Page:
Tuesday, August 2, 2016
Why I'm With Her
I was out of the country during the Republican and Democratic conventions, and even though the place where we were staying had a TV in every room, no one in our villa turned one on. Not once. Not even me. That didn't mean I wasn't on my phone every morning, obsessively checking what had happened the night before. I didn't hear Trump's speech at the RNC though I did see all the stories calling it "dark and frightening" and the tweets suggesting that someone should check whether he'd plagiarized from Mein Kampf.
I did call my son in New York and ask him to tape the Democratic convention on the night that Obama spoke, and on the night that Clinton spoke, which meant I not only got to watch my president's transcendent address, but also gutsy Joe Biden, fed-up Mike Bloomberg, schulmpy but sincere Tim Kaine (who I very much like for Clinton's VP), inspiring Rev. William Barber, and yes, the Khans, the heartbroken parents who gave a quietly elegant speech about the sacrifice of their son, a fallen Muslim American solider who died saving the lives of his fellow combatants in Iraq in 2004.
Our return flights to New York delayed, we got back home at 4 a.m. on Thursday morning. Everyone else went to bed, but I sat up till daybreak watching the speeches, tears flowing down my cheeks as I listened to Obama, so proud I was of him, and so moved anew by his sheer human decency.
A day later, the opposite of human decency was on full display in Trump's response to the grieving parents, the way he disrespected them for days after, going so far as to try to link them to radical Islamic terrorism. His lack of compassion should have been astonishing, except it wasn't. What flummoxed me was the degree to which he couldn't understand that his response was so absolutely wrong in tone, so politically stupid, and worse, it seemed no one around him could hold him back from his hissy fit that the Khans had dared to call him out.
Someone wrote that his lack of emotional discipline was staggering. Many others questioned his sanity (to be fair, many have questioned his sanity from the start). Warren Buffet asked, "Donald Trump, have you no sense of decency, sir?" Rhetorical question. (Buffet went on to point out that Trump's eponymous business interests have operated at deeper and deeper losses every year—so much for his vaunted business instincts). "One wonders if Republican leaders have begun to realize that they may have hitched their fate and the fate of their party to a man with a disordered personality," the Washington Post mused. The evidence is just too voluminous to bother citing here.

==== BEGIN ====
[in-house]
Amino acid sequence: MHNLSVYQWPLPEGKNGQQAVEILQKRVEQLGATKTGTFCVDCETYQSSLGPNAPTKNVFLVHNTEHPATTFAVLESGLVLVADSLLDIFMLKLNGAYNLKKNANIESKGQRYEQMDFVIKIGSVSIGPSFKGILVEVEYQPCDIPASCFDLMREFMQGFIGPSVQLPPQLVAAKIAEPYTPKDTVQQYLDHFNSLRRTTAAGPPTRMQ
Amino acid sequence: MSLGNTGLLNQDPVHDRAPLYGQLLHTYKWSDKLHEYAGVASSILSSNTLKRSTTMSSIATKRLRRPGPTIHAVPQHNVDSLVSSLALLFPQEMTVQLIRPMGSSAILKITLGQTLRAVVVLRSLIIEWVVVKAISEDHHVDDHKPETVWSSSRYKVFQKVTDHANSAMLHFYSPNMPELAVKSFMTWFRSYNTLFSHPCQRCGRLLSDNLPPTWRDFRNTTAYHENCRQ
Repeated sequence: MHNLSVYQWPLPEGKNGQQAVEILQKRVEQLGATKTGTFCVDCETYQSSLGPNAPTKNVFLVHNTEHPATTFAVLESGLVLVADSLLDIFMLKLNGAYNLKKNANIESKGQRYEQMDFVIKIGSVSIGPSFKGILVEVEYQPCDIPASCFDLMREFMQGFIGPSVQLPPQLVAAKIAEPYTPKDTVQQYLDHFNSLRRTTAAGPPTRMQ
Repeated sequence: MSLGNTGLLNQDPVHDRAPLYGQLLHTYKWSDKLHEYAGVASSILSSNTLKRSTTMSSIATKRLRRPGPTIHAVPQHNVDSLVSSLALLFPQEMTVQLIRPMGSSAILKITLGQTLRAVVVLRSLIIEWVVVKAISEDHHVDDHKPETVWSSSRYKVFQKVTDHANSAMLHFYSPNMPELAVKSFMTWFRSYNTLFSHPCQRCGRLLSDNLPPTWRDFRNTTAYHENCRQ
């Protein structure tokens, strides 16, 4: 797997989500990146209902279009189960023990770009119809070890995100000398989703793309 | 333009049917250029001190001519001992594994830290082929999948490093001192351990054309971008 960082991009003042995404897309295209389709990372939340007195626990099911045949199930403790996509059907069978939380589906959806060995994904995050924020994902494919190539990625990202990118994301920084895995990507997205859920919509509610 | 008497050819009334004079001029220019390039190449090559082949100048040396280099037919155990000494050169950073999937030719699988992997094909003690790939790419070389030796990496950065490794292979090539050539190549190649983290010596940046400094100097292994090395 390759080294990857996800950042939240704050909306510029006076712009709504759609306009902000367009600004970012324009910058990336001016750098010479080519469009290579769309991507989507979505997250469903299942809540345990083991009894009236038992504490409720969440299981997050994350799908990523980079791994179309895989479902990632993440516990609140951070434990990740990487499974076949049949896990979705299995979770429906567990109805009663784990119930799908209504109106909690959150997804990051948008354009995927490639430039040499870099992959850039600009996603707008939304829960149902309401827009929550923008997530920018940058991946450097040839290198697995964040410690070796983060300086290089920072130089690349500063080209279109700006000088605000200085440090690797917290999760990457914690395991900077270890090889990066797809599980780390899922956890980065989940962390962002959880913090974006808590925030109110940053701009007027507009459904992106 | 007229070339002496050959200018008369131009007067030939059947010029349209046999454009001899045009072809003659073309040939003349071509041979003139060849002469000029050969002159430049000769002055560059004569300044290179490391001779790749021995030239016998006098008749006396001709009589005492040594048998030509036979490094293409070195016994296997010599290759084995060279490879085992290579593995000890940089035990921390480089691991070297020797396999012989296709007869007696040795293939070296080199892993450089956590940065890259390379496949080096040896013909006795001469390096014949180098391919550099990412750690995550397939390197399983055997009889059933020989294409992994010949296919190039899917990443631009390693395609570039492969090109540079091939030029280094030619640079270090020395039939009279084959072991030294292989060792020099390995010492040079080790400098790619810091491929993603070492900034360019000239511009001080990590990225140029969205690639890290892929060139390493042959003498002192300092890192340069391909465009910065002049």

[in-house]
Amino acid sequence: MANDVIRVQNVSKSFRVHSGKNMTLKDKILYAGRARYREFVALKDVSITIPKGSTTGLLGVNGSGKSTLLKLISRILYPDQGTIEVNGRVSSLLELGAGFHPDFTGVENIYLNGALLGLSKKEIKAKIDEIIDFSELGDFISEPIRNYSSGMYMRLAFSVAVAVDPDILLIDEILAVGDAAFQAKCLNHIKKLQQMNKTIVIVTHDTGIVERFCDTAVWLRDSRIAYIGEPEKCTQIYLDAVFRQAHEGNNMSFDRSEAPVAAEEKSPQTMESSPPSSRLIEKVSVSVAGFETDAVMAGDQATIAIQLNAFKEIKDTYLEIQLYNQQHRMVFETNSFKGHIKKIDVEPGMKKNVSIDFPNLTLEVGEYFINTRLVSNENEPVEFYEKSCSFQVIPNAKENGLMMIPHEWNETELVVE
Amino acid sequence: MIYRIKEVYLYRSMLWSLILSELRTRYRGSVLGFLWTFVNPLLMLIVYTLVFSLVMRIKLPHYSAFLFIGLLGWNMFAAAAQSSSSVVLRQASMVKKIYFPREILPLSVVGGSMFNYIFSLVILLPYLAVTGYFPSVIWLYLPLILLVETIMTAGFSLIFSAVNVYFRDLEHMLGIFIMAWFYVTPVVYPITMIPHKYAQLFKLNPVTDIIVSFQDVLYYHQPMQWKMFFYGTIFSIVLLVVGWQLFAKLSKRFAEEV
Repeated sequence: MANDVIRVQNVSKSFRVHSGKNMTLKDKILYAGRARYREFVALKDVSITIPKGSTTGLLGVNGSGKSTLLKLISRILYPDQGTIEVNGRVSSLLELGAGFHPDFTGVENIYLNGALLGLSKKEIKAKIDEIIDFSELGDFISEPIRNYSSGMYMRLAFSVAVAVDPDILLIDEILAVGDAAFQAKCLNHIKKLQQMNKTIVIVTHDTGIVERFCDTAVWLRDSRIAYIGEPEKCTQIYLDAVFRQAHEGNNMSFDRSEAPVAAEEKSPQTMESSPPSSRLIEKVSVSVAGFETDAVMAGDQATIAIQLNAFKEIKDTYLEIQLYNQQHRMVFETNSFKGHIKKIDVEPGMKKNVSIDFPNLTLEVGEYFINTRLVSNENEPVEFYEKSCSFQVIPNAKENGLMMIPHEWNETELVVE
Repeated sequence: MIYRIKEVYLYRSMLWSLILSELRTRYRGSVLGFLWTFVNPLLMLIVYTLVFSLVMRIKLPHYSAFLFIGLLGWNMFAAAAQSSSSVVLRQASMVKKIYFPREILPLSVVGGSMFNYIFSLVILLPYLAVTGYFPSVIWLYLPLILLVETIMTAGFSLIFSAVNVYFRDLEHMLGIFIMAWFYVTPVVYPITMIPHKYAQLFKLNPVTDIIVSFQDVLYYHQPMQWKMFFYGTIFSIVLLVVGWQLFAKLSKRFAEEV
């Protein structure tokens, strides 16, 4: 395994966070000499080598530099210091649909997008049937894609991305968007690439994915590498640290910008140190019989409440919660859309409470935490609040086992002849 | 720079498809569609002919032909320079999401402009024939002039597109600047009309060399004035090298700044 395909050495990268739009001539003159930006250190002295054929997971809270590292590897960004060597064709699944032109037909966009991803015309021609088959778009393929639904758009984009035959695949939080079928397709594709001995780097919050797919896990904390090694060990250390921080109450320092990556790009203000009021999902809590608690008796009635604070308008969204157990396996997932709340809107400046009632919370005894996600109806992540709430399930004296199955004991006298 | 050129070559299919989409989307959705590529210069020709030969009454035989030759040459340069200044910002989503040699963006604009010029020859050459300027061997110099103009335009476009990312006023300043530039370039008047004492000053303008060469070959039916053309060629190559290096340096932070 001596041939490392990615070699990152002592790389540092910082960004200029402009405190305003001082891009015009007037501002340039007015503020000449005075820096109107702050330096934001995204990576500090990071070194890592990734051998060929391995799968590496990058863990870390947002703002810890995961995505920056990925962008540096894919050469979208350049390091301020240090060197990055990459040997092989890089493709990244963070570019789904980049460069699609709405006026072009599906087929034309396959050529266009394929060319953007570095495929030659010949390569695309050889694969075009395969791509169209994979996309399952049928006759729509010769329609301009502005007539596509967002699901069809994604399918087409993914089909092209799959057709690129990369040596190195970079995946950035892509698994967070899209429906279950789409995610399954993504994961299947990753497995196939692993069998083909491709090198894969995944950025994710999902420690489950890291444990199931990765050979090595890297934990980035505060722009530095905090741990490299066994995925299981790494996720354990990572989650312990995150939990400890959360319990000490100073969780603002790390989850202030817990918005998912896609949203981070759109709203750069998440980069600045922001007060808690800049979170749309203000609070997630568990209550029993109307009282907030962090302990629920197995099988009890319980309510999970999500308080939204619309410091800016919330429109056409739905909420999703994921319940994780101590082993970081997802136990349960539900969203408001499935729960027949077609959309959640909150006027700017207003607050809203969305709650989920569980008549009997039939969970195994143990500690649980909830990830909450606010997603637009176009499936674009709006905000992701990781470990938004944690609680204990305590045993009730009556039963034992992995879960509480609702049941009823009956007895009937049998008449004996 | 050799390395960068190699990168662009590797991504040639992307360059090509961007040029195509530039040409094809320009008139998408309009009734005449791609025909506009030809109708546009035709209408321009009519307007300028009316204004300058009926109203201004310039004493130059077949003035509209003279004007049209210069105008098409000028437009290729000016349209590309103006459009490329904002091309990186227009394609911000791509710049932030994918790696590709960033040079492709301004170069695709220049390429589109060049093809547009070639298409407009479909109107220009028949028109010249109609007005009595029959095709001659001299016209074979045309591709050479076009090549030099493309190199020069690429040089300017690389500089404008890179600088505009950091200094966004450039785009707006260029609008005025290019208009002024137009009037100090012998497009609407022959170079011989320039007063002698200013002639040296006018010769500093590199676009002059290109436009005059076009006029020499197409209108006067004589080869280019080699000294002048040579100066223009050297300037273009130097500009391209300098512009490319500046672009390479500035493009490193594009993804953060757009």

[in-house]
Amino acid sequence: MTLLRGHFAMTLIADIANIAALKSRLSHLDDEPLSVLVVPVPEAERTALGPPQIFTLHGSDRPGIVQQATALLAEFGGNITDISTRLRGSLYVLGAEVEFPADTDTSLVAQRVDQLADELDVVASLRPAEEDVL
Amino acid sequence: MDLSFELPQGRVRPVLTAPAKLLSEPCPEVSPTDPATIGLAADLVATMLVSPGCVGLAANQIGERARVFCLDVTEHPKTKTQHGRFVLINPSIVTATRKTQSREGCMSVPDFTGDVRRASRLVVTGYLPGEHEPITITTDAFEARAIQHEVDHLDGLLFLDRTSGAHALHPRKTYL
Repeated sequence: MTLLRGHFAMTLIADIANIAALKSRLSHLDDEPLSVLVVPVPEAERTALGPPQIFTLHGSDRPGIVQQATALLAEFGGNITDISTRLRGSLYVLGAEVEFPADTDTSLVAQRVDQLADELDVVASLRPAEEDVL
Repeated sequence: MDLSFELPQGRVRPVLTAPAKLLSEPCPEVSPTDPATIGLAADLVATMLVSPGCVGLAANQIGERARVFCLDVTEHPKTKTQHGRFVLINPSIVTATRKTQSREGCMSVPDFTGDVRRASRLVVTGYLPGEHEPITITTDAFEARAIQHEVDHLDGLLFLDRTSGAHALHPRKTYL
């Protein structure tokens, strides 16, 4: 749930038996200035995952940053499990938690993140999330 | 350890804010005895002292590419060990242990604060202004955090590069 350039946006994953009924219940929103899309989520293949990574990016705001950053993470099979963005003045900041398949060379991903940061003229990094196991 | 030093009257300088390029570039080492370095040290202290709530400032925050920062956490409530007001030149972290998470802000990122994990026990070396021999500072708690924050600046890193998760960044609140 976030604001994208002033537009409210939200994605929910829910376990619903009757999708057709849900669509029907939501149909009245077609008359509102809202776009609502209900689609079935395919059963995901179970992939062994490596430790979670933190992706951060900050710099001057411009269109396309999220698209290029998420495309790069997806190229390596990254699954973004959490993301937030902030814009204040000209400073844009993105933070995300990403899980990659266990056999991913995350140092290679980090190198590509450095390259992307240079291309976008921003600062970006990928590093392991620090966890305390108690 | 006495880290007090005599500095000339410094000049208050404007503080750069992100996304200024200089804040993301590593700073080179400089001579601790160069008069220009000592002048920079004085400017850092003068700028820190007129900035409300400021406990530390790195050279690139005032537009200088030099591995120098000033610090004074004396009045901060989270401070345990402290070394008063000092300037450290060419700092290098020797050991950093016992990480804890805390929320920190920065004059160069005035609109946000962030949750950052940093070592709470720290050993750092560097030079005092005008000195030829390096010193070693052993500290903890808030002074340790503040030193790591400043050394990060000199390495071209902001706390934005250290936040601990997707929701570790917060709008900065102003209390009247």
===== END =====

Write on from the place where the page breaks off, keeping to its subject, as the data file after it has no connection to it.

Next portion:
And yet, people intend to vote for this demagogue, of whom Hillary Clinton said, "A man you can bait with a tweet is not a man we can trust with the nuclear codes."
Honestly, whatever you may feel about Hillary Clinton, she is far more prepared to be president than the Republican alternative. She's been in the political spotlight for 40 years, and she hasn't done everything right, but she knows what she's about, she's whip smart, and she's far more likely to stand up for my children and yours than any other candidate in the race. And while we're at it, let's just get real about the fact that independents Jill Stein and Gary Johnson have absolutely no chance of winning the presidency, therefore a vote for either of them is effectively a vote for Trump. All the idealism in the world won't negate that fact, so to my mind, if you're planning to vote for anyone other than Clinton-Kaine, I'm seriously questioning your grasp of the situation in which we find ourselves.
Besides, do you really think Trump wants to run this country? And one last thing: Paul Ryan and all the other Republican politicos who have endorsed Trump will forever be marked by history as having supported the forces of bigotry, despotism and hate.
As you've probably figured out, #I'mWithHer